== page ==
In addition, Genesis 2:21 contains another etiological detail: “The Lord God closed up the flesh.” This detail would explain the peculiar visible sign on the penis and scrotum of human males—the raphé . In the human penis and scrotum, the edges of the urogenital folds come together over the urogenital sinus (urethral groove) to form a seam, the raphé. If this seam does not form, hypospadias of the glans, penis, and scrotum can result. The origin of this seam on the external genitalia was “explained” by the story of the closing of Adam’s flesh. Again, the wound associated with the generation of Eve is connected to Adam’s penis and not his rib.

A rib has no particular potency nor is it associated mythologically or symbolically with any human generative act. Needless to say, the penis has always been associated with generation, in practice, in mythology, and in the popular imagination. Therefore, the literal, metaphorical, and euphemistic use of the word tzela make the baculum a good candidate for the singular bone taken from Adam to generate Eve.

Baculum of a gray seal. Photo Ryo Manabe. Collection Joshua Foer.

Geldbard MK. 1988. “Dystrophic penile calcification in Peyronie’s disease.” J Urol 139:738—740.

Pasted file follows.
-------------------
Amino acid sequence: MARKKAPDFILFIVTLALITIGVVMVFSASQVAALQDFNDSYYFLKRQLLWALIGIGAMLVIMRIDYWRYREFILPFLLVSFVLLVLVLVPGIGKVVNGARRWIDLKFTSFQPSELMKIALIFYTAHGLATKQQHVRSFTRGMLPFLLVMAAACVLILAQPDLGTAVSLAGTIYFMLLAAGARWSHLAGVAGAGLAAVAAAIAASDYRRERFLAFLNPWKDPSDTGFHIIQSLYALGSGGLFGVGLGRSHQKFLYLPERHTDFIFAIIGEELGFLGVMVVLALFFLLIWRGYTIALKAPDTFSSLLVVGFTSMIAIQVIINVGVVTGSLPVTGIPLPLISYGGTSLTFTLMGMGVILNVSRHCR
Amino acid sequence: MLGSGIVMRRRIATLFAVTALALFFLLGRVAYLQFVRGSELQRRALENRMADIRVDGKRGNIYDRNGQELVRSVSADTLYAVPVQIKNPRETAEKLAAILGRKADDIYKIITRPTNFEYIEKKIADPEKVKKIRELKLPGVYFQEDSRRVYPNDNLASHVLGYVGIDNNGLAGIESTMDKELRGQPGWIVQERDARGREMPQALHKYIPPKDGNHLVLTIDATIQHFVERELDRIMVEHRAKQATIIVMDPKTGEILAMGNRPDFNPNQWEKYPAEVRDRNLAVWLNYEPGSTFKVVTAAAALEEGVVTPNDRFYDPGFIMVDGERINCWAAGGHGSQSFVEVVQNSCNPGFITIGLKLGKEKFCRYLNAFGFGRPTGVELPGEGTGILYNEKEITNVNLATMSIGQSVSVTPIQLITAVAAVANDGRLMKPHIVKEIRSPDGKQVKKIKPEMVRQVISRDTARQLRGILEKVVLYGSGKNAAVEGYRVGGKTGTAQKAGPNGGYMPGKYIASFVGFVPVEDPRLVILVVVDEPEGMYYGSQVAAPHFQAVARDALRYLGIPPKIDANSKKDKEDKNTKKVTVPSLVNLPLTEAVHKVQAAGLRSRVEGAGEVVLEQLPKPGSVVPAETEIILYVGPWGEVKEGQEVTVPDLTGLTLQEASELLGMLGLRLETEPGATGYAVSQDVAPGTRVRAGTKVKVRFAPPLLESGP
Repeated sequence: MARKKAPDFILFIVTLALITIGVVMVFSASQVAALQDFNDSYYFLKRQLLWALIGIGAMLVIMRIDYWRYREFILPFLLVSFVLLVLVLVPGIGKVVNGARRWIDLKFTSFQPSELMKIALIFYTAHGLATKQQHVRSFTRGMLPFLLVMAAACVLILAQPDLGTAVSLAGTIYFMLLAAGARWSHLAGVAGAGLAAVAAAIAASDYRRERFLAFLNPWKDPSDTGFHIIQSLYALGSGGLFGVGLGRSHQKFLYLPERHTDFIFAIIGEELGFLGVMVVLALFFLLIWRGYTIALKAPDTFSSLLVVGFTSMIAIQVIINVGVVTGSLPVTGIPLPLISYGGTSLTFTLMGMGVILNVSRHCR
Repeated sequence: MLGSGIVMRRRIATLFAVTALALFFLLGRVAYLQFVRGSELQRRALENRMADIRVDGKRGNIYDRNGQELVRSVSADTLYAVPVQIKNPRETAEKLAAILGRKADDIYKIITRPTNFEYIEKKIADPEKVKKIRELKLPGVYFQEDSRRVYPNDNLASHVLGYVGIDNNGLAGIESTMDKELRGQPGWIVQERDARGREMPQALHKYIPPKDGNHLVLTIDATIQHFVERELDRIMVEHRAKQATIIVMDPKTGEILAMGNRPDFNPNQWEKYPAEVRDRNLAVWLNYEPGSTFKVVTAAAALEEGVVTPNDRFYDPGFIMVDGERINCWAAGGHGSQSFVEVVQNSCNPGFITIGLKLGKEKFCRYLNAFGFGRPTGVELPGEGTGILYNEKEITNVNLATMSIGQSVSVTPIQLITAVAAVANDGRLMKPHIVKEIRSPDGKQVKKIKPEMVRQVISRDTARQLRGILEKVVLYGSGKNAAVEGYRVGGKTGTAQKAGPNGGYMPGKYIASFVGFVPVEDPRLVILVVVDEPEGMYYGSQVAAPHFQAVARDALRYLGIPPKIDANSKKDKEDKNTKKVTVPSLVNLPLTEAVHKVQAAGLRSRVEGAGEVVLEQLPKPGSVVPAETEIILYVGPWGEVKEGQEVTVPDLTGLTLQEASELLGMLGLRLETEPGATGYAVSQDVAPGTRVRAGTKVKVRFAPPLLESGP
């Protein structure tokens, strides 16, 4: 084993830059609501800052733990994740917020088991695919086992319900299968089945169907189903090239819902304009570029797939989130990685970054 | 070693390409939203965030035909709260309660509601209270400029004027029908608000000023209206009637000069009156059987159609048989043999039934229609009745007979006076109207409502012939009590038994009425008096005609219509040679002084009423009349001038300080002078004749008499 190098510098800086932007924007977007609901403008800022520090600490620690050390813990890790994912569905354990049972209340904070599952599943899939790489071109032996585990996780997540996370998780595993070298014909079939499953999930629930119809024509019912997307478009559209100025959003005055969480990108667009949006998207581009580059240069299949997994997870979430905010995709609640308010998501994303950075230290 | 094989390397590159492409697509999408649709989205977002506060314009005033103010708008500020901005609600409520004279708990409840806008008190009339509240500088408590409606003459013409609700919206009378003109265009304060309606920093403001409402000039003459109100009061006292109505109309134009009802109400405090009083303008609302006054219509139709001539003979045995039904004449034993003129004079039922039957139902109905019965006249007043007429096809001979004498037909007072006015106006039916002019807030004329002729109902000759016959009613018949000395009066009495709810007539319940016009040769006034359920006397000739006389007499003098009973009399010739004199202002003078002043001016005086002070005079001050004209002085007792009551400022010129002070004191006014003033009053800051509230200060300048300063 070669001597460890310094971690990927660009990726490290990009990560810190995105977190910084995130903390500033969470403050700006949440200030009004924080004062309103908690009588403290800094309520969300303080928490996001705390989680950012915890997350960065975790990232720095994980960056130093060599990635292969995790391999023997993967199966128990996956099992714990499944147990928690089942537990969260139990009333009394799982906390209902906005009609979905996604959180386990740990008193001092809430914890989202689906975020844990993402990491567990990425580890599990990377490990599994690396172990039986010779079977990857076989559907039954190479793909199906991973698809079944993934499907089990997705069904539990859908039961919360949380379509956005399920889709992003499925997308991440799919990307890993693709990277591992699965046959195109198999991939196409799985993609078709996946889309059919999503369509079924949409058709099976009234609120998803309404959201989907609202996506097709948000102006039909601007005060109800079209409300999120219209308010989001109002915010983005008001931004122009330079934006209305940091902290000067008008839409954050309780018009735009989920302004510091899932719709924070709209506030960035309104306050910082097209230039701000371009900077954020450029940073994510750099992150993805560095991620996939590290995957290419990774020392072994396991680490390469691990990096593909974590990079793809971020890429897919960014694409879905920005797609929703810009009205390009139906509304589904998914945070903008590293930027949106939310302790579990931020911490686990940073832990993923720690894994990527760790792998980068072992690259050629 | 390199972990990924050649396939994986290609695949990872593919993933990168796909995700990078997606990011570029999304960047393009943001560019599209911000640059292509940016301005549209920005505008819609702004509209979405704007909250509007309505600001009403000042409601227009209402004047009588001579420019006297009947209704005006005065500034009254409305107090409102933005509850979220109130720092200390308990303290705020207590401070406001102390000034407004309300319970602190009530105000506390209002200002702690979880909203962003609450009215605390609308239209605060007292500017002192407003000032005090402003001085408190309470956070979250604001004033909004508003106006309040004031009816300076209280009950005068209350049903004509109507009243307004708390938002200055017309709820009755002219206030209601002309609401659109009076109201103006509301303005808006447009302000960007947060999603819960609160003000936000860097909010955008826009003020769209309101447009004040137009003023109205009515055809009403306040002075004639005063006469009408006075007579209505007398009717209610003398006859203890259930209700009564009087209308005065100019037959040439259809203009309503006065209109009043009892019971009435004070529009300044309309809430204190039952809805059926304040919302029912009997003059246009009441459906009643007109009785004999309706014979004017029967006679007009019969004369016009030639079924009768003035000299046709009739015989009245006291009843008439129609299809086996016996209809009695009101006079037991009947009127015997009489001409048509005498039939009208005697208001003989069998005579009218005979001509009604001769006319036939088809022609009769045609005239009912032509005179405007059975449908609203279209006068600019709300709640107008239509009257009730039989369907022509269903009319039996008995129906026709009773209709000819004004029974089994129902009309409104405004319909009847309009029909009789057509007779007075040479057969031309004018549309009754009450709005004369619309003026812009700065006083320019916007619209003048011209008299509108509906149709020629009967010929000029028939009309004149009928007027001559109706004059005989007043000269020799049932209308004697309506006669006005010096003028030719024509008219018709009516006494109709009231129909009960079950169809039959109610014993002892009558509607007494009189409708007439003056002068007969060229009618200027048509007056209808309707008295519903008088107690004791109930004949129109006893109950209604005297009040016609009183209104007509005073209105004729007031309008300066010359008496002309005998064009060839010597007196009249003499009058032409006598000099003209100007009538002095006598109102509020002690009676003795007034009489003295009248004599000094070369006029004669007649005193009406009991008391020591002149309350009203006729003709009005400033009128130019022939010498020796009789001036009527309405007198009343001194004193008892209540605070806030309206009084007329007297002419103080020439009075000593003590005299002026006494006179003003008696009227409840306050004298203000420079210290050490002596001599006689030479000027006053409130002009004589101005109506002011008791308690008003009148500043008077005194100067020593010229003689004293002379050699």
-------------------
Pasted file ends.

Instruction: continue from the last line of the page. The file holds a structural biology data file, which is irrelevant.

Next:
Hoeg OM. 1986. “Human penile ossification.” Scand. J Urol Nephrol 20:231—232.
Nishikimi M, Fukuyama R, Minoshima S, Shimizu N, Yagi K. 1994. “Cloning and chromosomal mapping of the human nonfunctional gene for L-gulono-gamma-lactone oxidase, the enzyme for L-ascorbic acid biosynthesis missing in man.” J Biol Chem 269:13685—13688.
Origuchi N, Ishidou Y, Nagamine T, Onishi T, Matsunaga S, Yoshida H, Sakou T. 1998. “The spatial and temporal immunolocalization of TGFß1 and bone morphogenesis protein-2/4 in phallic bone formation in inbred Sprague Dawley male rats.” In vivo 12:473—480.
Sarma DP, Weilbaecher TG. 1990. “Human os penis.” Urology 35:349–350.
Sisson S, Grossman JD. 1953. The Anatomy of Domestic Animals. WB Saunders, Philadelphia.
Vahlensieck WK Jr., Schaefer HE, Westenfelder M. 1995. “Penile ossification and acquired penile deviation.” Eur Urol 27:252—256.
Williams-Ashman HG, Reddi AH. 1991. “Differentiation of mesenchymal tissues during phallic morphogenesis with emphasis on the os penis: roles of androgens and other regulatory agents.” J Steroid Biochem Mol Biol 39:873—881.
Zakany J, Fromental-Ramain C, Warot X, Duboule D. 1997. “Regulation of number and size of digits by posterior Hox genes: a dose-dependent mechanism with potential evolutionary implications.” Proc Natl Acad Sci USA 94:13695—13700.

Scott F. Gilbert, a professor at Swarthmore College, teaches developmental biology, developmental genetics, and the history of biology.

Ziony Zevit is a professor at American Jewish University in Los Angeles.